How Do You Know If You Are Not A Beginner Programmer Anymore?
You know you’re not a beginner programmer anymore if no less than 10 of the accompanying are valid:
- When faced with a programming task, your first instinct is to think and draw diagrams before starting to type source code.
- You can work independently to complete a project, without asking someone else for help.
- The languages you are using are second-nature to you, and your full attention is on the problem itself and not on the details of language syntax.
- You can explain how your code works to someone with no experience, and they actually understand it. (As Einstein said, “If you can’t explain it simply, you don’t understand it well enough.”)
- Others come to you for help, and you’re confident that you’re leading them down the correct path (and not just making stuff up).
- You know where to find information you need but don’t have.
- You truly understand how the CPU works and how memory management works, even if your chosen language hides all this from you.
- You can understand warnings and errors generated by your development tools, and you can debug your own code.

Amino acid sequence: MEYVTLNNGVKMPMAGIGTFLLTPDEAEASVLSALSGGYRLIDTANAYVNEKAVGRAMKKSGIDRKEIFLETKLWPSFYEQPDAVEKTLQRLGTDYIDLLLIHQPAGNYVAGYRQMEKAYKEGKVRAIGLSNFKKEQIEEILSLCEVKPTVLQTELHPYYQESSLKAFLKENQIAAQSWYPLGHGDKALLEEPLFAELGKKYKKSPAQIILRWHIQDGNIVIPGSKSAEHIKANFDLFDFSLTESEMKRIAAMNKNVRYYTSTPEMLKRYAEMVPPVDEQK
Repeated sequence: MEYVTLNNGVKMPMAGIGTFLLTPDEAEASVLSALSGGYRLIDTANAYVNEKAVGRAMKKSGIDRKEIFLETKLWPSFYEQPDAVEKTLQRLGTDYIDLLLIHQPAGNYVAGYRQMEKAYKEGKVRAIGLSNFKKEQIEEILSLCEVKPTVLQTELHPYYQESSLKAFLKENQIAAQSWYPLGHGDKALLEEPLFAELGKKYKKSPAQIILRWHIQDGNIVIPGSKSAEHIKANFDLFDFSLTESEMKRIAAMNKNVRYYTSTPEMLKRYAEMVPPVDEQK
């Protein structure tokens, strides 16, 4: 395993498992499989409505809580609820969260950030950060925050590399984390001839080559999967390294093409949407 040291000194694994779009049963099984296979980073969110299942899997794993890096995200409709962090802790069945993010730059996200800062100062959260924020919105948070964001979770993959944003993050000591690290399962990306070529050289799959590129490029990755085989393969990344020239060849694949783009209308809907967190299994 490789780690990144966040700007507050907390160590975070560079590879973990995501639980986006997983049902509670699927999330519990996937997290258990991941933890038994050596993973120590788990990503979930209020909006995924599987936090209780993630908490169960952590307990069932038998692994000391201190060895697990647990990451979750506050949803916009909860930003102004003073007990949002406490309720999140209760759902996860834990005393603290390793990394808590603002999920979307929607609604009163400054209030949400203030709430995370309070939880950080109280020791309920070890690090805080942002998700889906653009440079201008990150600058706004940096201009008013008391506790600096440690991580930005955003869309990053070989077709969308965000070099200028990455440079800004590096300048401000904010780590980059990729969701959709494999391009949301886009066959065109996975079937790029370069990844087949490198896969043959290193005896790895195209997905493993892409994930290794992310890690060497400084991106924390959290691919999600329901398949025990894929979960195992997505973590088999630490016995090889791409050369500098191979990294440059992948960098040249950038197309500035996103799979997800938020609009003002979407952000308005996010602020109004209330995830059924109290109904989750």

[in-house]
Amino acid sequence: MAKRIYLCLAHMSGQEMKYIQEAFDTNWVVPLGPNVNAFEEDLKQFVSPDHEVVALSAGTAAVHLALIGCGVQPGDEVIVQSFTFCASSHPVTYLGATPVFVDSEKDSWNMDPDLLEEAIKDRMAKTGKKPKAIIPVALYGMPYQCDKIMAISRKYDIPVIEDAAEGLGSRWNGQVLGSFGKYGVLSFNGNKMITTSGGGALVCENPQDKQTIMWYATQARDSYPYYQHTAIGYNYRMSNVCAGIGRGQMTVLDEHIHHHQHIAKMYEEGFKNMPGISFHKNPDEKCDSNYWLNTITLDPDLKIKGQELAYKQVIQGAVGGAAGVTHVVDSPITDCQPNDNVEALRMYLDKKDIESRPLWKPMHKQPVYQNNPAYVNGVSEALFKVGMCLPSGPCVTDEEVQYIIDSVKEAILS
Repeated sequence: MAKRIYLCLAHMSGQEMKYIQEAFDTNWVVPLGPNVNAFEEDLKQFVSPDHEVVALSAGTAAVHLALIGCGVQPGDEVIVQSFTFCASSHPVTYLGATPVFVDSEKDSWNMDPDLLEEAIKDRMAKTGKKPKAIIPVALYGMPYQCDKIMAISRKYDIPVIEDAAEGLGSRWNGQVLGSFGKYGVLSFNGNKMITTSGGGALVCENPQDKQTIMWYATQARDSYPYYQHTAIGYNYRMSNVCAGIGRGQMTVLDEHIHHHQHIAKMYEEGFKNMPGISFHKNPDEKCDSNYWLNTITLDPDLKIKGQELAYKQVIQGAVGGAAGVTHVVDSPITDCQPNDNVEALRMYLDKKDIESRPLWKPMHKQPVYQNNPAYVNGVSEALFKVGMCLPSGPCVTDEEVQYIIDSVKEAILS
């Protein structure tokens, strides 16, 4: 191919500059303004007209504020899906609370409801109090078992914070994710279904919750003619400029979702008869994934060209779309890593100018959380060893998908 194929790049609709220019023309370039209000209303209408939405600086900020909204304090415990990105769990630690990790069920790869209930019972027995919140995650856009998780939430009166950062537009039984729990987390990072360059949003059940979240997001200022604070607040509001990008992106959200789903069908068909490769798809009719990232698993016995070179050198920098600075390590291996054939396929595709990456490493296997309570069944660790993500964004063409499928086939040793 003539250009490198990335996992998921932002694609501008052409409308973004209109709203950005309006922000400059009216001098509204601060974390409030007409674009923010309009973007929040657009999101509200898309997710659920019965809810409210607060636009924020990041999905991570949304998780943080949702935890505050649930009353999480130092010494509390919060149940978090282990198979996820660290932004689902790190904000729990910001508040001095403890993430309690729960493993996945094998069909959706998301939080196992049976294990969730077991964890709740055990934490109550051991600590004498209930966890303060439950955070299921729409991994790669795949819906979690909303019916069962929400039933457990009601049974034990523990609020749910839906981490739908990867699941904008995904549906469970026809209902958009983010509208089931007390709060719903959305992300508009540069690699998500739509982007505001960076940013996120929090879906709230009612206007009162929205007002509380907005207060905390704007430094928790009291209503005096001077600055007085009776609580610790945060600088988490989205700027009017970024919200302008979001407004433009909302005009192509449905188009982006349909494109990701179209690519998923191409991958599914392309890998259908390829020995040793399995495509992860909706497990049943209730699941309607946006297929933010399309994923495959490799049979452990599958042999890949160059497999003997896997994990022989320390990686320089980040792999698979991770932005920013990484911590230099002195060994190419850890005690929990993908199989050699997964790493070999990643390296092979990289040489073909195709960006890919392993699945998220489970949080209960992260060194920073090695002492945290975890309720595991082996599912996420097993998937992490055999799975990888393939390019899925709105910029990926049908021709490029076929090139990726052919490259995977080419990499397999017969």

- You understand data structures and algorithms, and how to choose the right ones for the task at hand.
- You are both willing and able to test your own code effectively.
- You can review another person’s code and provide them with constructive feedback.
- You are able to overcome the “not invented here” mentality, and embrace libraries and frameworks to make your life easier.
- You sincerely care about the next person who will have to work with your code, so you develop readable, maintainable, portable code.
- You recognize that it’s not about how many languages you know, but it is about how well you understand the fundamental concepts, and how easy it is for you to learn a new language and apply those concepts.
- You recognize and embrace the fact that the process of learning and improving your skills will never end.
- You actually want to write code, even though no one (an instructor or a boss) is forcing you to write code. In other words, you have developed a passion for programming and building things.
Obviously, you should set your sights on these, not only the base ten. Some are generally clear to accomplish, while others require a decent measure of industriousness, tolerance, and modesty.